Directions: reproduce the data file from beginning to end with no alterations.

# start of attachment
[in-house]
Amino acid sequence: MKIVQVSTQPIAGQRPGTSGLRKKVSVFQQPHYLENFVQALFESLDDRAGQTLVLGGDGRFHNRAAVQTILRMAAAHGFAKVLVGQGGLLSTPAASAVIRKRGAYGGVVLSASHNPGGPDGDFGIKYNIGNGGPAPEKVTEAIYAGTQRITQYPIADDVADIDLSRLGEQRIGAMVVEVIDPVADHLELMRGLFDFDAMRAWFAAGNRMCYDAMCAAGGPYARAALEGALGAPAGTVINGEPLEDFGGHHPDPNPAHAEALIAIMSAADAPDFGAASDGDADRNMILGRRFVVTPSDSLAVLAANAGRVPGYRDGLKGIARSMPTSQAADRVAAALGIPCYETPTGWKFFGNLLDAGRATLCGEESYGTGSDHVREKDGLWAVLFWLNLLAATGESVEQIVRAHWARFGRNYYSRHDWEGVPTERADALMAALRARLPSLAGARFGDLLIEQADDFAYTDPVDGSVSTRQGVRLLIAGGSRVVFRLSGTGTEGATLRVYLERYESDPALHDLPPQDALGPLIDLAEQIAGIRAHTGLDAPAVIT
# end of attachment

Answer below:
[in-house]
Amino acid sequence: MKIVQVSTQPIAGQRPGTSGLRKKVSVFQQPHYLENFVQALFESLDDRAGQTLVLGGDGRFHNRAAVQTILRMAAAHGFAKVLVGQGGLLSTPAASAVIRKRGAYGGVVLSASHNPGGPDGDFGIKYNIGNGGPAPEKVTEAIYAGTQRITQYPIADDVADIDLSRLGEQRIGAMVVEVIDPVADHLELMRGLFDFDAMRAWFAAGNRMCYDAMCAAGGPYARAALEGALGAPAGTVINGEPLEDFGGHHPDPNPAHAEALIAIMSAADAPDFGAASDGDADRNMILGRRFVVTPSDSLAVLAANAGRVPGYRDGLKGIARSMPTSQAADRVAAALGIPCYETPTGWKFFGNLLDAGRATLCGEESYGTGSDHVREKDGLWAVLFWLNLLAATGESVEQIVRAHWARFGRNYYSRHDWEGVPTERADALMAALRARLPSLAGARFGDLLIEQADDFAYTDPVDGSVSTRQGVRLLIAGGSRVVFRLSGTGTEGATLRVYLERYESDPALHDLPPQDALGPLIDLAEQIAGIRAHTGLDAPAVIT